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Transition to Adult Health Care

In the medical world the term “transition” refers to preparing youth for the experience of becoming consumers of adult healthcare. During childhood, parents take responsibility for seeing that their son or daughter’s medical needs are met—they call for doctor appointments, fill out forms, and keep track of medications. As youth get older, the ability to manage their own medical needs becomes increasingly important. Healthcare transition focuses on building independent health care skills – including self-advocacy, preparing for the adult model of care, and transferring to new providers. This section focuses on the transfer to new health care providers.

Transition planning happens in more than one setting and youth with disabilities and chronic conditions or special health care needs may have several transition teams. A youth’s health care transition team includes:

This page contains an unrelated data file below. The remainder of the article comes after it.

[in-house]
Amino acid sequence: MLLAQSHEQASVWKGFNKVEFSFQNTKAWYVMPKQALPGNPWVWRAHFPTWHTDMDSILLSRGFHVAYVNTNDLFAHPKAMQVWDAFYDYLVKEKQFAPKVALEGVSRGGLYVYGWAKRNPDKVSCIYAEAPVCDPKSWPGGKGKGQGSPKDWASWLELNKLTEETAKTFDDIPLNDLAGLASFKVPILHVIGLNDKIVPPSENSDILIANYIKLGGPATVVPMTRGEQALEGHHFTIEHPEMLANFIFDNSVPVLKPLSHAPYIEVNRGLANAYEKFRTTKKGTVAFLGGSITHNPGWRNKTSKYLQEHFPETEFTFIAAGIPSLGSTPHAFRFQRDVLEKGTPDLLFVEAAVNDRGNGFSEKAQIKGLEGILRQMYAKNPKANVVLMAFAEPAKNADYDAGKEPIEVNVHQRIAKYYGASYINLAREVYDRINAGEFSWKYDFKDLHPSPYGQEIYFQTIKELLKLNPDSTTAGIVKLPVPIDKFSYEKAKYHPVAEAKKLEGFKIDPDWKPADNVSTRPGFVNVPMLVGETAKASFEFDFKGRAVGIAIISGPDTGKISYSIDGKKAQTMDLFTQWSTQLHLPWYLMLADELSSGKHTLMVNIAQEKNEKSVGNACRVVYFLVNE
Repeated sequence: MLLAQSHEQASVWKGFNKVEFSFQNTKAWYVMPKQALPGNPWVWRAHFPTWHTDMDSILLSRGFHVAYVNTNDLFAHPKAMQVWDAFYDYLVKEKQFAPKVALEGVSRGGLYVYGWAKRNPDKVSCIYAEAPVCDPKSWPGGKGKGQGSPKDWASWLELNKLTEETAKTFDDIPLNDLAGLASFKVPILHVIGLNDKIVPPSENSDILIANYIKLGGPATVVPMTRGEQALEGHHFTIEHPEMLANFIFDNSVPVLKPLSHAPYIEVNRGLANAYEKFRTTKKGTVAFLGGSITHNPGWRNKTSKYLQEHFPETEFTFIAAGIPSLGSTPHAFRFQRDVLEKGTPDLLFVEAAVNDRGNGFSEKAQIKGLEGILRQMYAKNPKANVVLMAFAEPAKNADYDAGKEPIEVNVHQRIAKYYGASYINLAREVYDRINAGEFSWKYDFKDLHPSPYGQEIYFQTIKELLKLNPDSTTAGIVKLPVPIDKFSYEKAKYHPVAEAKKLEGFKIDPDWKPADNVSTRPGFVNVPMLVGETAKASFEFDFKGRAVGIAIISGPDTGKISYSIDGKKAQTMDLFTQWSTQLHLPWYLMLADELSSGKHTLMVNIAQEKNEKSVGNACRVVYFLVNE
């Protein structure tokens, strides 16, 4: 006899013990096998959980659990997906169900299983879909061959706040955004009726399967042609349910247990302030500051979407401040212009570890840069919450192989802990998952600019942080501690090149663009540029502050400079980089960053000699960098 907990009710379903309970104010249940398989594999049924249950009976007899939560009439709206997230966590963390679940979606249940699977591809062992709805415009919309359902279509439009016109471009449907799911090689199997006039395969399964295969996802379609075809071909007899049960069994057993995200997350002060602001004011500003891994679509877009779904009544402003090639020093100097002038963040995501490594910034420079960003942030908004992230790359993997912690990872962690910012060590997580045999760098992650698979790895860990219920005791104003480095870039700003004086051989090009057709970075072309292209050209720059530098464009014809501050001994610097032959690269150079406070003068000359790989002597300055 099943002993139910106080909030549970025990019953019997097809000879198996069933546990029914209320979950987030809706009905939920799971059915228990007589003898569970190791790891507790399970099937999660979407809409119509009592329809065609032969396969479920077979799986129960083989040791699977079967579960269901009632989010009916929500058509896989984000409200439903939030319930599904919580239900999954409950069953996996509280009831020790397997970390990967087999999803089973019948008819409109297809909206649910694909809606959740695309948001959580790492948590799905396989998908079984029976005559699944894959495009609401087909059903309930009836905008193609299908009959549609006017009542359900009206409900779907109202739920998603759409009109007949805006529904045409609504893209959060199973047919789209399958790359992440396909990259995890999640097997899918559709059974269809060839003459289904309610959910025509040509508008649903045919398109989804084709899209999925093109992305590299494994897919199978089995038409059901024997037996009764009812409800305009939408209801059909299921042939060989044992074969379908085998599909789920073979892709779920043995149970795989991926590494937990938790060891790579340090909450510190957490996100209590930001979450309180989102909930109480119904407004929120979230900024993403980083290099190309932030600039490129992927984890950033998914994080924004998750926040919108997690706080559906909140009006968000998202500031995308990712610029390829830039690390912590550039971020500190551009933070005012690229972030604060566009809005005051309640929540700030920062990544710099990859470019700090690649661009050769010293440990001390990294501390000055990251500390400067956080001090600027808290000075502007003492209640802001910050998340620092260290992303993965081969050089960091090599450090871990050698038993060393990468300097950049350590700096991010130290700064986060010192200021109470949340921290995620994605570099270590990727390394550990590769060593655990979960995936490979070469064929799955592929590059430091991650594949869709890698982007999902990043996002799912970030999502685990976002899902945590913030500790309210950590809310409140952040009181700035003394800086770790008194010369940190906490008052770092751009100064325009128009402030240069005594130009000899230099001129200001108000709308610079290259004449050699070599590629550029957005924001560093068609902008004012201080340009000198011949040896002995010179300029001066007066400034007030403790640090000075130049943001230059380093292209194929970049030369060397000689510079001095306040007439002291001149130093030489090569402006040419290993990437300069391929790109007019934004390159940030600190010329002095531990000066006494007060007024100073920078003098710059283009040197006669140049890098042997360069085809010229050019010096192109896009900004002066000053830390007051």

The purpose of this team is to plan and support the transition from pediatric to adult health care. Although physicians may not have the time to participate in IEP meetings, you can bring their recommendations to the school IEP team to make sure health and medical goals are reflected in your youth’s IEP.

There are three initial questions parents should consider to ensure the transition a new provider goes smoothly.

  1. Find out the policies regarding the age limits for your child's pediatric/adolescent practice.
  2. Ask your health care insurer what their policy is regarding the age limit of services under pediatric/adolescent care.
  3. If you have concerns about your son or daughter’s ability to make good decisions about their medical care based on their unique health needs, find out about your state's requirements for limited guardianship.

This information will provide you with the time frame you need to work within.

Working with Your Son or Daughter’s Pediatrician